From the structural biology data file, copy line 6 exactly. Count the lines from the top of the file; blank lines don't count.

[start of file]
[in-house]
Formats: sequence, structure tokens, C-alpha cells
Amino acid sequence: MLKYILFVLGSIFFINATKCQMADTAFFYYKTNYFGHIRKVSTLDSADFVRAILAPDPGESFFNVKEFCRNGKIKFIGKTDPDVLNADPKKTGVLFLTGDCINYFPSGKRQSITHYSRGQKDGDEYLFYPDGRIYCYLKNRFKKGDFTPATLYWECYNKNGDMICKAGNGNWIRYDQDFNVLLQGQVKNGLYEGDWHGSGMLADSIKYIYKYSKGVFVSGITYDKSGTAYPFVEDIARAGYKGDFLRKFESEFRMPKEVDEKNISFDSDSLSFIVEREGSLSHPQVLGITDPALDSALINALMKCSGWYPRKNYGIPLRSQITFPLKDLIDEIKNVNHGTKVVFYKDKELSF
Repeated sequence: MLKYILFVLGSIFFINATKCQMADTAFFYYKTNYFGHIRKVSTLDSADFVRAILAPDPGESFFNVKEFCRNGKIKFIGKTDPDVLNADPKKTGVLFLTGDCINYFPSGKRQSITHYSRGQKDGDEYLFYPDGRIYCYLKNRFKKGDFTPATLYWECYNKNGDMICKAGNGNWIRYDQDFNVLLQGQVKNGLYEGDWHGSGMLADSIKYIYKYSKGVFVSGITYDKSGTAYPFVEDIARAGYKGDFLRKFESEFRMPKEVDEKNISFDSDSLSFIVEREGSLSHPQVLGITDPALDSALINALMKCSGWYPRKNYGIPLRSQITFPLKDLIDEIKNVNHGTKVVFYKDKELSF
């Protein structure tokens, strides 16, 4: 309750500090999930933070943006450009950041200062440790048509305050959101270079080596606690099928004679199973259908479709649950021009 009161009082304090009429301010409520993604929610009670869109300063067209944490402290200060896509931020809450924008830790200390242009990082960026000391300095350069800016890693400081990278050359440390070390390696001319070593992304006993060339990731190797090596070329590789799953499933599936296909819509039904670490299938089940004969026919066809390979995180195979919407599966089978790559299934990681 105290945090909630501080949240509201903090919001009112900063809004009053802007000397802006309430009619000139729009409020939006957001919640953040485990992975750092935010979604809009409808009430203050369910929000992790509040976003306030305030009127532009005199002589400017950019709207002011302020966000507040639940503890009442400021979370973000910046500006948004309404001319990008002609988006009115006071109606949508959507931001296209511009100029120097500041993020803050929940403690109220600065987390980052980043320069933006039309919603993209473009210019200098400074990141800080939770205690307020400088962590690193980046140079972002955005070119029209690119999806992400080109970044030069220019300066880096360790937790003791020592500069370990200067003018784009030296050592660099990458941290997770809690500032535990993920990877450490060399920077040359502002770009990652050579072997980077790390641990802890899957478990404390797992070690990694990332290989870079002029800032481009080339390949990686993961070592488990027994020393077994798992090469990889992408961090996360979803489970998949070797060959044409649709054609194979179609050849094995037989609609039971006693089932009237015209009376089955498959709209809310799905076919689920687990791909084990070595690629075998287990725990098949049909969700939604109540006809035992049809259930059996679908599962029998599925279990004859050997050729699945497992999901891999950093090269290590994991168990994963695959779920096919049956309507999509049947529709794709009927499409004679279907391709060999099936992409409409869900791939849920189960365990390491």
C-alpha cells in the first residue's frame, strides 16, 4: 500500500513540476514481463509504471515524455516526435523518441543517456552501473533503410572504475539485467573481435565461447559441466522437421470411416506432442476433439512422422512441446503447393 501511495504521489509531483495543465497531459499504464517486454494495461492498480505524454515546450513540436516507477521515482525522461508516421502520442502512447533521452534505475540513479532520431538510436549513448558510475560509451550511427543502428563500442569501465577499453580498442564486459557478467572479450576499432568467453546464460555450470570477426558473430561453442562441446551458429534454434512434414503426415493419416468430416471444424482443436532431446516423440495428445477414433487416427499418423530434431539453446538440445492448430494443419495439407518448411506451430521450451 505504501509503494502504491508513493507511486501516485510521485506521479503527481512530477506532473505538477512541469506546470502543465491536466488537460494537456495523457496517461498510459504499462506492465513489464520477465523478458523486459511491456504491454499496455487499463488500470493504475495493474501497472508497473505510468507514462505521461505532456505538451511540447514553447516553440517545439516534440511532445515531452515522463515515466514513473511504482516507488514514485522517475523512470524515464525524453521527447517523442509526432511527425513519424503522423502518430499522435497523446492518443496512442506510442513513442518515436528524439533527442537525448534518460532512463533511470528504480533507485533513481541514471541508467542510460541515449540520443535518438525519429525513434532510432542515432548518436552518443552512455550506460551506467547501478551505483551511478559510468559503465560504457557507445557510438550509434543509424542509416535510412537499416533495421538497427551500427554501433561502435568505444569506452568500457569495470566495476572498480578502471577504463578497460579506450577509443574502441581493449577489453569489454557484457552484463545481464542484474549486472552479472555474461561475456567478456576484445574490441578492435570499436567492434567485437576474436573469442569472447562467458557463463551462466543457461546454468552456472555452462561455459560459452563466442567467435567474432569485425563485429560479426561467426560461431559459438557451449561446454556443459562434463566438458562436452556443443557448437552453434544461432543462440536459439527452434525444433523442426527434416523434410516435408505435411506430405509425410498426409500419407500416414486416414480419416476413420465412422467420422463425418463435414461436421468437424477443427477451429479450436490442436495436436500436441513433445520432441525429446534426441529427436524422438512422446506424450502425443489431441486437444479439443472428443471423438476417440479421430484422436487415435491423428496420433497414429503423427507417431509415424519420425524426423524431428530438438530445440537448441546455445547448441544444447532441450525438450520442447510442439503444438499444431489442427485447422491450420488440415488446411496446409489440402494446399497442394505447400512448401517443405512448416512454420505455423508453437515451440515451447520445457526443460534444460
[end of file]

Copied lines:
C-alpha cells in the first residue's frame, strides 16, 4: 500500500513540476514481463509504471515524455516526435523518441543517456552501473533503410572504475539485467573481435565461447559441466522437421470411416506432442476433439512422422512441446503447393 501511495504521489509531483495543465497531459499504464517486454494495461492498480505524454515546450513540436516507477521515482525522461508516421502520442502512447533521452534505475540513479532520431538510436549513448558510475560509451550511427543502428563500442569501465577499453580498442564486459557478467572479450576499432568467453546464460555450470570477426558473430561453442562441446551458429534454434512434414503426415493419416468430416471444424482443436532431446516423440495428445477414433487416427499418423530434431539453446538440445492448430494443419495439407518448411506451430521450451 505504501509503494502504491508513493507511486501516485510521485506521479503527481512530477506532473505538477512541469506546470502543465491536466488537460494537456495523457496517461498510459504499462506492465513489464520477465523478458523486459511491456504491454499496455487499463488500470493504475495493474501497472508497473505510468507514462505521461505532456505538451511540447514553447516553440517545439516534440511532445515531452515522463515515466514513473511504482516507488514514485522517475523512470524515464525524453521527447517523442509526432511527425513519424503522423502518430499522435497523446492518443496512442506510442513513442518515436528524439533527442537525448534518460532512463533511470528504480533507485533513481541514471541508467542510460541515449540520443535518438525519429525513434532510432542515432548518436552518443552512455550506460551506467547501478551505483551511478559510468559503465560504457557507445557510438550509434543509424542509416535510412537499416533495421538497427551500427554501433561502435568505444569506452568500457569495470566495476572498480578502471577504463578497460579506450577509443574502441581493449577489453569489454557484457552484463545481464542484474549486472552479472555474461561475456567478456576484445574490441578492435570499436567492434567485437576474436573469442569472447562467458557463463551462466543457461546454468552456472555452462561455459560459452563466442567467435567474432569485425563485429560479426561467426560461431559459438557451449561446454556443459562434463566438458562436452556443443557448437552453434544461432543462440536459439527452434525444433523442426527434416523434410516435408505435411506430405509425410498426409500419407500416414486416414480419416476413420465412422467420422463425418463435414461436421468437424477443427477451429479450436490442436495436436500436441513433445520432441525429446534426441529427436524422438512422446506424450502425443489431441486437444479439443472428443471423438476417440479421430484422436487415435491423428496420433497414429503423427507417431509415424519420425524426423524431428530438438530445440537448441546455445547448441544444447532441450525438450520442447510442439503444438499444431489442427485447422491450420488440415488446411496446409489440402494446399497442394505447400512448401517443405512448416512454420505455423508453437515451440515451447520445457526443460534444460